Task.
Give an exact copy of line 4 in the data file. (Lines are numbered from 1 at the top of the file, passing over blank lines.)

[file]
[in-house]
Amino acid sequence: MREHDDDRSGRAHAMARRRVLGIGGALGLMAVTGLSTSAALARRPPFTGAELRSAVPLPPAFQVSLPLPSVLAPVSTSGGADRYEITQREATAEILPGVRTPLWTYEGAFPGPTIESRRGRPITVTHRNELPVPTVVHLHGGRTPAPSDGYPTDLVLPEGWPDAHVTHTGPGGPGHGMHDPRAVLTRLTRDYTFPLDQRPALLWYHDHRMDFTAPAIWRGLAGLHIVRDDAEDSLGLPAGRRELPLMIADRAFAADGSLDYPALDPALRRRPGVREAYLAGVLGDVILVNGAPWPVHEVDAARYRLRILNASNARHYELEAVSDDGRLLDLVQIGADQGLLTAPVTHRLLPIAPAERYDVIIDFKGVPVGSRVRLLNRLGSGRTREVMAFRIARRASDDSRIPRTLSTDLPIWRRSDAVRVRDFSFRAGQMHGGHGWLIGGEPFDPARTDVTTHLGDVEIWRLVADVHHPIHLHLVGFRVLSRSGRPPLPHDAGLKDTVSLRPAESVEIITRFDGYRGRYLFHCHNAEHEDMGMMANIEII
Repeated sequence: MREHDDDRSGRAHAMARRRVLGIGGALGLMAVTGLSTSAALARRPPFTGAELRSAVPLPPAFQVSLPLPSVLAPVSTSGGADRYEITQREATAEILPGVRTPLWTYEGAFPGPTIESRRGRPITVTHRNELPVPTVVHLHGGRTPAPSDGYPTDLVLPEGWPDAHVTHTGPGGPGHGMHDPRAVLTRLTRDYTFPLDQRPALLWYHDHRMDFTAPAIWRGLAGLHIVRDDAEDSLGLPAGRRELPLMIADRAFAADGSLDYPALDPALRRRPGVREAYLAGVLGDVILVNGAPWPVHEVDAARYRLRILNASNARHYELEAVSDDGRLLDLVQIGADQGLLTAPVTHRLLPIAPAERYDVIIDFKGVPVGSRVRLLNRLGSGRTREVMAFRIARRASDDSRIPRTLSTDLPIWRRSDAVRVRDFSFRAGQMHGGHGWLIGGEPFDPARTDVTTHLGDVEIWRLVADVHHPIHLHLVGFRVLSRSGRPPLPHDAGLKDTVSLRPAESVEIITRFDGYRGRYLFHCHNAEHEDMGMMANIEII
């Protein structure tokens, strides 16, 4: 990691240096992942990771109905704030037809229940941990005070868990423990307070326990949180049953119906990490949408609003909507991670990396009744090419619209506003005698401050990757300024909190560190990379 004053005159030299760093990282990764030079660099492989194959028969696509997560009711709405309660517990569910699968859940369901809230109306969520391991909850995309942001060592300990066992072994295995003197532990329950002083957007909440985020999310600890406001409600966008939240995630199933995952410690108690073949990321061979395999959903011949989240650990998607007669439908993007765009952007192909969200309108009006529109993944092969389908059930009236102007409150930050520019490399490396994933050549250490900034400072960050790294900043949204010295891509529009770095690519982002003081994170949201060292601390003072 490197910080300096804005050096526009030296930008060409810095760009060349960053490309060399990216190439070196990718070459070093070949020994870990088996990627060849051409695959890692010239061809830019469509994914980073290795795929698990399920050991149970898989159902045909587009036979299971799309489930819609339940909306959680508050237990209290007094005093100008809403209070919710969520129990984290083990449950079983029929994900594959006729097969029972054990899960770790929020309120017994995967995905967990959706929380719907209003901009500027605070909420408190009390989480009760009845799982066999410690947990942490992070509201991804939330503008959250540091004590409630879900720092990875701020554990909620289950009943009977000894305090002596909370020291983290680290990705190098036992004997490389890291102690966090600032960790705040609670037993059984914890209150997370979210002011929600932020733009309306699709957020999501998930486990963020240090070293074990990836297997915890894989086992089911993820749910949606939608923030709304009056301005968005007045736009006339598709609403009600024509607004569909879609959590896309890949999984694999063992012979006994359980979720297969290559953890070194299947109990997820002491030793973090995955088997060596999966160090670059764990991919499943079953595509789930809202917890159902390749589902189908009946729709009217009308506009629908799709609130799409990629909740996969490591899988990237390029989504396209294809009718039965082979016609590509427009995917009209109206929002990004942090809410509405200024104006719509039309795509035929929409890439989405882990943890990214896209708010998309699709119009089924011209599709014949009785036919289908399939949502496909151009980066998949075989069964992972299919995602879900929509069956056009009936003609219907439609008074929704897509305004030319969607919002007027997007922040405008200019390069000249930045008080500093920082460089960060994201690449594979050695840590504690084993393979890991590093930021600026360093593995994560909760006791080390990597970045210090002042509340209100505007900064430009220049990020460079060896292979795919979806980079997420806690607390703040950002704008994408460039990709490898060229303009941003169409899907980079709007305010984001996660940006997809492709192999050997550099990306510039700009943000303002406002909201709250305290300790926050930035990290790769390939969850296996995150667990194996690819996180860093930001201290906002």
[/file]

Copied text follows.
């Protein structure tokens, strides 16, 4: 990691240096992942990771109905704030037809229940941990005070868990423990307070326990949180049953119906990490949408609003909507991670990396009744090419619209506003005698401050990757300024909190560190990379 004053005159030299760093990282990764030079660099492989194959028969696509997560009711709405309660517990569910699968859940369901809230109306969520391991909850995309942001060592300990066992072994295995003197532990329950002083957007909440985020999310600890406001409600966008939240995630199933995952410690108690073949990321061979395999959903011949989240650990998607007669439908993007765009952007192909969200309108009006529109993944092969389908059930009236102007409150930050520019490399490396994933050549250490900034400072960050790294900043949204010295891509529009770095690519982002003081994170949201060292601390003072 490197910080300096804005050096526009030296930008060409810095760009060349960053490309060399990216190439070196990718070459070093070949020994870990088996990627060849051409695959890692010239061809830019469509994914980073290795795929698990399920050991149970898989159902045909587009036979299971799309489930819609339940909306959680508050237990209290007094005093100008809403209070919710969520129990984290083990449950079983029929994900594959006729097969029972054990899960770790929020309120017994995967995905967990959706929380719907209003901009500027605070909420408190009390989480009760009845799982066999410690947990942490992070509201991804939330503008959250540091004590409630879900720092990875701020554990909620289950009943009977000894305090002596909370020291983290680290990705190098036992004997490389890291102690966090600032960790705040609670037993059984914890209150997370979210002011929600932020733009309306699709957020999501998930486990963020240090070293074990990836297997915890894989086992089911993820749910949606939608923030709304009056301005968005007045736009006339598709609403009600024509607004569909879609959590896309890949999984694999063992012979006994359980979720297969290559953890070194299947109990997820002491030793973090995955088997060596999966160090670059764990991919499943079953595509789930809202917890159902390749589902189908009946729709009217009308506009629908799709609130799409990629909740996969490591899988990237390029989504396209294809009718039965082979016609590509427009995917009209109206929002990004942090809410509405200024104006719509039309795509035929929409890439989405882990943890990214896209708010998309699709119009089924011209599709014949009785036919289908399939949502496909151009980066998949075989069964992972299919995602879900929509069956056009009936003609219907439609008074929704897509305004030319969607919002007027997007922040405008200019390069000249930045008080500093920082460089960060994201690449594979050695840590504690084993393979890991590093930021600026360093593995994560909760006791080390990597970045210090002042509340209100505007900064430009220049990020460079060896292979795919979806980079997420806690607390703040950002704008994408460039990709490898060229303009941003169409899907980079709007305010984001996660940006997809492709192999050997550099990306510039700009943000303002406002909201709250305290300790926050930035990290790769390939969850296996995150667990194996690819996180860093930001201290906002």